Roadtrip to Ensenada for some Private Charter Deep Sea Fishing

by on October 3, 2014 · 0 comments

We booked a private charter boat that fits 8 via Ensenada-Sportfishing.com on 9/27/2014. The trip began with a drive at 8pm down south across the Mexican border. Driving there is similar to driving through the PCH (Pacific Coast Highway 1) along the California coast. On Friday night, we drove in a van with 6 anglers down the 5 South to the 1D to the 1 and back to the 1D. We were in a van full of non-Spanish speaking guys, so I’ll honestly tell you that I was feeling anxiety the whole way down. If you don’t have a GPS system with a map of Mexico, I’d suggest getting one, downloading an app that supports offline GPS, or paying the international data rates for your phone. We, on the other hand, had balls of steel and were only equipped with Google maps on my phone where I used a little offline Google maps phone hack to save areas that we’d be driving through (learn more about offline google maps). Luckily, the routes required to get to Ensenada are pretty simple, so you might be able to get away with a AAA map or google maps printouts. There were 3 tolls we had to pay on the way there for a total of $7.50 (2.50 US per toll)

We got there at about 12:30am and just hung out for a bit. We met up with the captain Lucas at the Juanita’s dock and boarded the Selenas boat at about 2am on Saturday. There were 4 full bunks and an extension that could fit another 2 people. We went out to the local waters just north of Ensenada to catch some rock fish before going out a few hours for some tuna. We happen to choose the coolest weekend in weeks to fish in Mexico, so after 2 of the guys throwing up from rocky waters and a bunch of rock fish, the fishing day was over before we knew it. The captain and deckhand never stopped trolling and searching for fish for us. We definitely got a good bang for our buck as far as effort goes. The captain also gave us options the entire time as to where we wanted to fish because he knew the waters weren’t that great. He even took us back to the local waters to grab some more rock fish. Once we got back, we tipped the crew and they were extremely appreciative as if tipping were not part of the culture, which really,  it inst, but I would think it’s common with this type of service. What we also didn’t realize was that a case of bottle Arrowhead water and a case of beer, iced in an ice chest was included and available to us the entire time.

After packing away our gilled, gutter and fileted fishes, the captain took us to a local restaurant that would cook some fishes up for us. This was by far the best part of the trip. There  were 6 of us and the bill came out for $64USD. Here’s what we ordered:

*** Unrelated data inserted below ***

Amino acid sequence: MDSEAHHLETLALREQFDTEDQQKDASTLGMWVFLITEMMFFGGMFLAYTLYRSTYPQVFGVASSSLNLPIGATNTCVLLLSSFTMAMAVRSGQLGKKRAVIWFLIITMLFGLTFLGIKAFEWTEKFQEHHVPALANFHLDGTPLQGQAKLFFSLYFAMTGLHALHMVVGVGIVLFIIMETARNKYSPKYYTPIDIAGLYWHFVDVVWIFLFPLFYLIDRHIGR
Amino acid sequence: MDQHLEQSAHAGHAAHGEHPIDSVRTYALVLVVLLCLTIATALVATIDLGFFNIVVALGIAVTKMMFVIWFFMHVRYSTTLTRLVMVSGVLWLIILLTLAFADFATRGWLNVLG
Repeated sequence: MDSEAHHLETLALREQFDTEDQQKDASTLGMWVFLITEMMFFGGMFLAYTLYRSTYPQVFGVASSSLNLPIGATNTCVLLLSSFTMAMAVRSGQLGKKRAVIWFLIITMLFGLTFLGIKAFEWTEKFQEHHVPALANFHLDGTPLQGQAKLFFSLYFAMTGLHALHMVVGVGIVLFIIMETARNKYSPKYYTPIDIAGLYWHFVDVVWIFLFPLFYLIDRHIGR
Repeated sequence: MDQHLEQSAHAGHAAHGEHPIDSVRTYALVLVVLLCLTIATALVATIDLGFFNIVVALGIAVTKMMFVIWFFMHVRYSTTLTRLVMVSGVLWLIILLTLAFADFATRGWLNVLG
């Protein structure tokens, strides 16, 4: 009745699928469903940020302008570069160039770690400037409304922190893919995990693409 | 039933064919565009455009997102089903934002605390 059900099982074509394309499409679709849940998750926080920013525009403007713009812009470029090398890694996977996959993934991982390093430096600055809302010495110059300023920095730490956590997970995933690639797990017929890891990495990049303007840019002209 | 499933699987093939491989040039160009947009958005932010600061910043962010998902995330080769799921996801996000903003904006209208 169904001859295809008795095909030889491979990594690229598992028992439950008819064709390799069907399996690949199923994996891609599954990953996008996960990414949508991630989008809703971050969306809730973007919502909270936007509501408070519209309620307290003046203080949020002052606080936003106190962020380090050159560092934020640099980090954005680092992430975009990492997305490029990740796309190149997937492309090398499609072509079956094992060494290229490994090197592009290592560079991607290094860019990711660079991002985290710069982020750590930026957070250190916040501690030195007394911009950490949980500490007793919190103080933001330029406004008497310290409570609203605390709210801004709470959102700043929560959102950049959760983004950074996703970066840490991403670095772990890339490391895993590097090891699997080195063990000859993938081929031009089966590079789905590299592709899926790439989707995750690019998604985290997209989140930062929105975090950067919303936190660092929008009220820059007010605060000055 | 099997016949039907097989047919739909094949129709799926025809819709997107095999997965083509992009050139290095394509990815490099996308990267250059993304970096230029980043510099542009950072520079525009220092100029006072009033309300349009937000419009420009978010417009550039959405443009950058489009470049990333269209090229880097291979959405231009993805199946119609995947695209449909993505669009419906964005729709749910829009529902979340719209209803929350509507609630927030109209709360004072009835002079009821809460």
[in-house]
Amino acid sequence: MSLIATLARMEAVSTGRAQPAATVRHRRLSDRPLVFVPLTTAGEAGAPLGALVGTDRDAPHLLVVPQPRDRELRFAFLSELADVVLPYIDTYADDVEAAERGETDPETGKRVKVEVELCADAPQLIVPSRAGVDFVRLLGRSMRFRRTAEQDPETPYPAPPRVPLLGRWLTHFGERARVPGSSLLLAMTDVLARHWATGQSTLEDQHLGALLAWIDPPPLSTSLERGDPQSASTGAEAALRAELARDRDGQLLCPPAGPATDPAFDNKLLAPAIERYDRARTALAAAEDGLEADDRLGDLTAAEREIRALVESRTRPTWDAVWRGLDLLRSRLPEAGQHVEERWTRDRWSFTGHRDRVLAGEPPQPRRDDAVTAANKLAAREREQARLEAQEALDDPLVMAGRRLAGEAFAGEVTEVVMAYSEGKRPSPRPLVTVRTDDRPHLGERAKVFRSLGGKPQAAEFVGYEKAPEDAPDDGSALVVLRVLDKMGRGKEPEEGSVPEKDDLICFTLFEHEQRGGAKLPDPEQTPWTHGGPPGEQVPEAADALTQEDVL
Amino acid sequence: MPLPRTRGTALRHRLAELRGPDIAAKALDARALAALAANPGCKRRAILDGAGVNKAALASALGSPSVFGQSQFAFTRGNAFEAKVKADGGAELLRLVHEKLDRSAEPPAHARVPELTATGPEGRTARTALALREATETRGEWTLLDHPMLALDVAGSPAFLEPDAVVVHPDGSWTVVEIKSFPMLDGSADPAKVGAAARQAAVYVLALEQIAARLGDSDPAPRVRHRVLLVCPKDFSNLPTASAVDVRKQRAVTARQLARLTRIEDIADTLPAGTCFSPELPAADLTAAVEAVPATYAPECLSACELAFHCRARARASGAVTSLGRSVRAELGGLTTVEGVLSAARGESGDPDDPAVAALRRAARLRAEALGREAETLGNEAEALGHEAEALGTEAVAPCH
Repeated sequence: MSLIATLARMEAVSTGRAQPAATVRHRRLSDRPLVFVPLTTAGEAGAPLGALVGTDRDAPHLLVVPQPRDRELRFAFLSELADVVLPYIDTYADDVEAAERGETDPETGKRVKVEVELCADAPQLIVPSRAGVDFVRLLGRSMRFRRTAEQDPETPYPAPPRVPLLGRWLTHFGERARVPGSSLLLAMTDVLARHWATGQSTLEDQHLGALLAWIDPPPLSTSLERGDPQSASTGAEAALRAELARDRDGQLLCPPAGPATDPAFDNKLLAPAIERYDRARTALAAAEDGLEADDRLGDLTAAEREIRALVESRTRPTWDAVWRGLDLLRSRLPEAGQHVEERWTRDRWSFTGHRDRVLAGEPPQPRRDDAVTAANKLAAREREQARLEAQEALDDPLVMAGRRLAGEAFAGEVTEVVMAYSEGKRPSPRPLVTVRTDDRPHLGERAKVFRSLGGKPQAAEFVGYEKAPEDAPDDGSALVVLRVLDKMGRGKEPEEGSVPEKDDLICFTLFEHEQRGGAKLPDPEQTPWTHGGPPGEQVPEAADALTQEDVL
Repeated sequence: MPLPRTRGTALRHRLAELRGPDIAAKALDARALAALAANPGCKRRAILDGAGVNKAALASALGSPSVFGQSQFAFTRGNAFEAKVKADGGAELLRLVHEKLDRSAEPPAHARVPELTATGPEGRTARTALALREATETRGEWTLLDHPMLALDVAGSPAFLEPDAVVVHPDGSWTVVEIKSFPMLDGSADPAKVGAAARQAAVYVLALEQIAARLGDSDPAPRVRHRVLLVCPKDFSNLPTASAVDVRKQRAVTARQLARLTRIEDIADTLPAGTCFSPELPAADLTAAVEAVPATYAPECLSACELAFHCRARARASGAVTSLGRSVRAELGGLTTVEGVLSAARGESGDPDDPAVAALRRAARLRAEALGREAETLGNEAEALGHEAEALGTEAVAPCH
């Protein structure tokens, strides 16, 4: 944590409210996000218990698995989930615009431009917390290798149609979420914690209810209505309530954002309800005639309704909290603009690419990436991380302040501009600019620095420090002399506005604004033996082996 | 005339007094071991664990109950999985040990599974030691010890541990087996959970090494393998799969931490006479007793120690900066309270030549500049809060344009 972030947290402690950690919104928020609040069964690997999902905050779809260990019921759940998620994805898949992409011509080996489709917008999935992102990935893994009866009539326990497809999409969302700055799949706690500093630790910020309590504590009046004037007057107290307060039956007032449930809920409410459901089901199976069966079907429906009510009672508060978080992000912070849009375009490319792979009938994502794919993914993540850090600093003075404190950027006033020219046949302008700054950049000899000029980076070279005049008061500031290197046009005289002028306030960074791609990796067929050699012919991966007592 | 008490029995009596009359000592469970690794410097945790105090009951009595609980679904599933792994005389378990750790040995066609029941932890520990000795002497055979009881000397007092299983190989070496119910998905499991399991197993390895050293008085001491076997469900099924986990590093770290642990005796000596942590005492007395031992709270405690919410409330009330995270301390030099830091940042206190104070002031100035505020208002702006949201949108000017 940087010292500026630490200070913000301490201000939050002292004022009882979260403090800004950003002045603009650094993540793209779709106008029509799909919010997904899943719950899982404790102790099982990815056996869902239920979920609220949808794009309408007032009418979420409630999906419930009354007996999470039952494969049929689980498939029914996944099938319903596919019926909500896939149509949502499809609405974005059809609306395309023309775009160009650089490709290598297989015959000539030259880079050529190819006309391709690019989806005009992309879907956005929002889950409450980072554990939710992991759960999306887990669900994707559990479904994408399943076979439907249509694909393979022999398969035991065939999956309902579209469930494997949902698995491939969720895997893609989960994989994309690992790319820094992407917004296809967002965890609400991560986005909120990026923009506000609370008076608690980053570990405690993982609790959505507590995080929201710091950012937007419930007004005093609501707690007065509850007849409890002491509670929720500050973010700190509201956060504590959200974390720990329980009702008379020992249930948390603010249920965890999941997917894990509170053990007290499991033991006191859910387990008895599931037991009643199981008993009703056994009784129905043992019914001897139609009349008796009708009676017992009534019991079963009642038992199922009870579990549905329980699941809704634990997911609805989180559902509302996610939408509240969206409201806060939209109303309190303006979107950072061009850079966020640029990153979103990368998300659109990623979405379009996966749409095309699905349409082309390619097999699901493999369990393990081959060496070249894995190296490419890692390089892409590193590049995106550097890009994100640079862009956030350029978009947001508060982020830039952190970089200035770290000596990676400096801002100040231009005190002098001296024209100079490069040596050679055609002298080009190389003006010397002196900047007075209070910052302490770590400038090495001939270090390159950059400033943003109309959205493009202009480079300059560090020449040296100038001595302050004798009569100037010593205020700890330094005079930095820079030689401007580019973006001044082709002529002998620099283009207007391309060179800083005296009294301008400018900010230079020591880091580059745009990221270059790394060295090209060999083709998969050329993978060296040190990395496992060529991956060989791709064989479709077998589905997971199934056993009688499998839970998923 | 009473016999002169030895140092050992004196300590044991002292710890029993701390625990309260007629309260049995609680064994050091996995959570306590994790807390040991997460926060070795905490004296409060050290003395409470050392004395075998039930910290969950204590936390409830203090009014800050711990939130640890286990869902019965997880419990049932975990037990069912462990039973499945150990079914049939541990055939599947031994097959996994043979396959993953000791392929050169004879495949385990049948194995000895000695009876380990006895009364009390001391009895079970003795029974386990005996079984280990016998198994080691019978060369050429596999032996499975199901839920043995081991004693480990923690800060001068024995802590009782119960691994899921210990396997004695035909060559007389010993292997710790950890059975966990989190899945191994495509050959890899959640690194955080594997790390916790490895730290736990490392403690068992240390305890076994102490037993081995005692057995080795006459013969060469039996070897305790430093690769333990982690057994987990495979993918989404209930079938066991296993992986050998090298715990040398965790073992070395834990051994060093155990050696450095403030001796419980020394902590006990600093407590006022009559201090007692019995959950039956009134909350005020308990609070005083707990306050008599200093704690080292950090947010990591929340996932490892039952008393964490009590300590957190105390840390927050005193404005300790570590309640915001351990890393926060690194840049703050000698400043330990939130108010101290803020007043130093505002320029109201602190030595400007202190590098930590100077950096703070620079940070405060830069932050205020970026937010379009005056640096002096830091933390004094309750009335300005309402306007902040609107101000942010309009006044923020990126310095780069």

• 5 beers
  • 1 soda
  • 2 guacamole w/ endless salsa and chips
  • 1 large platter of fish tacos individually wrapped in its own tortilla
  • 1 large fish deep fried with a sweet fresh garlic sauce
  • 2x medium fishes deep fried with spicy sauce

On your ride back and while waiting in line at the border, there are various vendors. My favorite was the tamale and the fresh churros (make sure it’s hot/warm).

Here’s a list of things that I would take with me for another trip in the future (I’ll probably be referring to my article in the future as a reference for notes)

  • Passports and/or IDs
  • sea sickness pills aka Dramamine
  • Benedryl, to get a few hours of sleep in right after the boat departs
  • trash bags for the boat
  • large zip lock bags for fishes filleted
  • large ice chest for fishes caught (leave this in the car)
  • small ice chest with any personal drinks (take this on the boat with you)
  • ear plugs or earphones to block out sounds that surrounding anglers might make
  • eye cover to block out light
  • small hand rags
  • your own rods/reels (optional, as they have them for you)
  • weights (6-8oz)
  • jigs, the ones with the piece of metal and the treble hook at the end
  • bait hooks
  • snack bag/bin
  • light jacket and heavy jacket – it can get pretty chilly in the mornings
  • had/hoody
  • boots
  • hand sanitizer

The only thing I wish they had were anchovies. All they provided for live bait were little mackerels. The toilet isn’t that great, which is standard for older boats, so don’t expect to take huge shits and throw tons of toilet paper down the toilet.

Here’s a copy of our private event we posted on Facebook to set up the event.

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Tuna and Dorado fishing in Mexico the weekend of 9-27-14. We will arrive on the boat Friday night and will be fishing Saturday. We will head back right away so you’ll have your Sunday to recover and eat your fish.

Landing Address: 20 de Noviembre, 22800 Ensenada, BC, Mexico
Travel Time :5 hrs no traffic
Driving Out: Friday 9/26
Fishing Date : Sat 9/27
Duration: Full Day 2am-6pm
Target: Tuna, Dorado, Yellowtail about 40miles out
Boat: Selena
Anglers: 8

Cost: $275, this includes Tip, License, Food, Drinks, Gas, Fish Processing and possibly even a Lobster Dinner in Mexico if we have extra $$

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Here’s a breakdown of some of our costs:

Ralphs 60.62
Costco 35.40
Gas 33.99
Gas 67.89
Fishing License 60
Parking 27
Toll 8

Hopefully this will help you plan your next trip down to Ensenada, Mexico. I’ve included some photos from my iPhone. I know they’re not professional quality, but I wasn’t going to take an expensive DSLR camera with me. Feel free to email me jason [ at ] wideopenfish.com if you have any questions.

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